Water Quality, Flood Resiliency, and Climate Resiliency Improved for Nature & People Through a Partner Conservation Project in Wolcott
The Nature Conservancy, in partnership with Vermont Fish and Wildlife Department, is proud to announce the completion of a four-year partner project along a section of the Wild Branch Stream next to a busy section of route 15, in Wolcott. The goals of the project were to improve water quality, flood resiliency, and wildlife movement in a changing landscape.
“Investments in nature always yield multiple cost-effective benefits for both our natural and human communities. The Wolcott project is a great example of how we can work together to restore the health of our waterways, while supporting wildlife, and making our communities more climate resilient,” says Heather Furman, Vermont state director of The Nature Conservancy. “In this time of biodiversity decline and increased climate change impacts, we need to see even greater investments in these nature-based solutions to address our 21st century environmental challenges.”
Water Quality and Flood Resiliency Investments
As Vermont adapts to more extreme weather events that cause both flooding and drought, restoration of floodplains, rivers and wetlands and protection of river corridors play an even more critical role in maintaining preferable habitat conditions for fish and wildlife, absorbing floodwaters, filtering waters, and storing carbon.
At the Wolcott site, an undersized, decommissioned bridge and its abutments were removed that were impeding the flow of water and gravel and creating detrimental river instability. Removing the constriction will lead to a reduction of nutrient and sediment downstream. An adjacent wetland was restored by redirecting a previously diverted stream back through the floodplain. Trees and vegetation will be planted next spring throughout the floodplain where a future forest will thrive, helping filter and absorb excess water and nutrients through natural processes and provide cover for wildlife. These restoration tactics will support improved water quality, increased flood resiliency, and improved habitat for a suite of species, including pollinators, birds, fish and wildlife.
Science shows that species are moving 11 miles north and 30 feet in elevation each decade in a changing climate. Most roads and bridges did not account for the natural environment when they were built and can cause obstacles for wildlife to meet their needs for food and breeding and hinder adaptation to climate change. Conservation partners have been working together for over a decade to co-create a wildlife-friendly transportation system in Vermont.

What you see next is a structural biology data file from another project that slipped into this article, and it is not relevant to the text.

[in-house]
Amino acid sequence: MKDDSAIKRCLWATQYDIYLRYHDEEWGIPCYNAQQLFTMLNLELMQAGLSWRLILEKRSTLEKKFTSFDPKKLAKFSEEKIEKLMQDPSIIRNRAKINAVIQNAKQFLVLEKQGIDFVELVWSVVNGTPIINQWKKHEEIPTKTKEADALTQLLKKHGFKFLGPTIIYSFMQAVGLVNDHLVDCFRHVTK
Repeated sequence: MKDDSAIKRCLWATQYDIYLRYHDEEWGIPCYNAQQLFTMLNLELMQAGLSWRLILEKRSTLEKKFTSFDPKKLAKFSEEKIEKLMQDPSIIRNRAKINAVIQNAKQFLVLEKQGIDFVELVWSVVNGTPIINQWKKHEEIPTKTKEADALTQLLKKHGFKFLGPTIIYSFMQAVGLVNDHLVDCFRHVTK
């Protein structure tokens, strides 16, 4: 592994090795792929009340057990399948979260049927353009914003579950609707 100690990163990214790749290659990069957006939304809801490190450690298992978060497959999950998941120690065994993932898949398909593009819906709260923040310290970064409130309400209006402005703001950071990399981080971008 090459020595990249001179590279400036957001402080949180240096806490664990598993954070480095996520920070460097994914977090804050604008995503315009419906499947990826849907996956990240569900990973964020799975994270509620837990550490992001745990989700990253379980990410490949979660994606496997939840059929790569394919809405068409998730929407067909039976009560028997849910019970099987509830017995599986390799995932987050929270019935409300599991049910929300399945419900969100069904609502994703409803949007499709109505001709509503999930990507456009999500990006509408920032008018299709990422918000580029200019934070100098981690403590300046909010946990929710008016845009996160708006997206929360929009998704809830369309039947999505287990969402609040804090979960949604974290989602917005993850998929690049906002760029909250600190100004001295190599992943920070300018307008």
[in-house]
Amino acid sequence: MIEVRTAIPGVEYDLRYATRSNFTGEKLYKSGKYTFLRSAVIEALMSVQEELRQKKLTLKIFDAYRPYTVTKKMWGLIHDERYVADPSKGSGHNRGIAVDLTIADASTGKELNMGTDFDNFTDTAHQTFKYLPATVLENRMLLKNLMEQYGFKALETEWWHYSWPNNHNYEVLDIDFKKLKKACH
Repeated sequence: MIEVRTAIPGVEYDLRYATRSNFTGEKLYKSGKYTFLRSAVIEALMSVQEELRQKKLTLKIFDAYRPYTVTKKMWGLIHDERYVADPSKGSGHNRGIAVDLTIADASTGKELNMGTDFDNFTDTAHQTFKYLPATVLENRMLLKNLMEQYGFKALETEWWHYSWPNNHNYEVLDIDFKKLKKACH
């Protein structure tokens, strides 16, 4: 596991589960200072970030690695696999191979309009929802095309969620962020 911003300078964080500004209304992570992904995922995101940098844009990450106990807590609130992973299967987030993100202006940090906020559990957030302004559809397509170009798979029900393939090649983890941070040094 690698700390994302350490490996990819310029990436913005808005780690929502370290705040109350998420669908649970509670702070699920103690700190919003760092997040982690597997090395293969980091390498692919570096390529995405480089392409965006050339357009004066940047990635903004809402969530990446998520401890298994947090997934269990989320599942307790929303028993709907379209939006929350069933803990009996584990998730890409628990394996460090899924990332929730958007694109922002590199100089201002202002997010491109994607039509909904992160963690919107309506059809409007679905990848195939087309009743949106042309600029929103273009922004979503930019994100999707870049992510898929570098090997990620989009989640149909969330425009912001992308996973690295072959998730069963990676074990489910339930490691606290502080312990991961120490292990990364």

The Wolcott site came onto the team’s radar as a potential restoration site after a multi-year trail camera project found ample evidence of wildlife in the vicinity of Rt 15 but with relatively little movement underneath the road. The wildlife movement data informed the creation of a “wildlife shelf” under the Route 15 bridge to foster the movement of bear, moose and other animals under this busy stretch of road in hopes of reducing roadkill and maintaining wildlife populations. To achieve real progress on wildlife movement at this specific site, all the conservation dimensions of the project were important.
“Working to address multiple values at the Wild Branch site was critical to its success. Use of the wildlife shelf depends on the success of the floodplain restoration. And addressing the need to remove the bridge was critical to that effort. Therefore, each piece is interconnected and together provides a fantastic conservation outcome with many benefits,” stated Jens Hilke, conservation planner and wildlife biologist with the Vermont Fish and Wildlife Department.
Access to the property is adjacent to the new Lamoille Valley Rail Trail that is scheduled to be completed in 2022.
This project was made possible due to the support of the following funding partners: The Canaday Charitable Family Trust and Watersheds United Vermont's Department of Environmental Conservation Design and Implementation Block Grant
The Nature Conservancy in Vermont is a global conservation organization dedicated to conserving the lands and waters on which all life depends. Guided by science, we create innovative, on-the-ground solutions to our world’s toughest challenges so that nature and people can thrive together. We work in all 50 states and in over 65 countries. In Vermont, we have helped conserve over 300,000 acres of land, 2000 miles of shoreline, and we own and manage 58 natural areas. To learn more and support our important work, please visit: www.nature.org/vermont
The Vermont Fish and Wildlife Department is one of three departments in the Agency of Natural Resources. Its mission is "the conservation of fish, wildlife and plants and their habitats for the people of Vermont." To learn more, please visit www.vtfishandwildlife.com
The Nature Conservancy is a global conservation organization dedicated to conserving the lands and waters on which all life depends. Guided by science, we create innovative, on-the-ground solutions to our world’s toughest challenges so that nature and people can thrive together. We are tackling climate change, conserving lands, waters and oceans at an unprecedented scale, providing food and water sustainably and helping make cities more sustainable. Working in 76 countries and territories—37 by direct conservation impact and 39 through partners—we use a collaborative approach that engages local communities, governments, the private sector, and other partners. To learn more, visit www.nature.org or follow @nature_press on Twitter.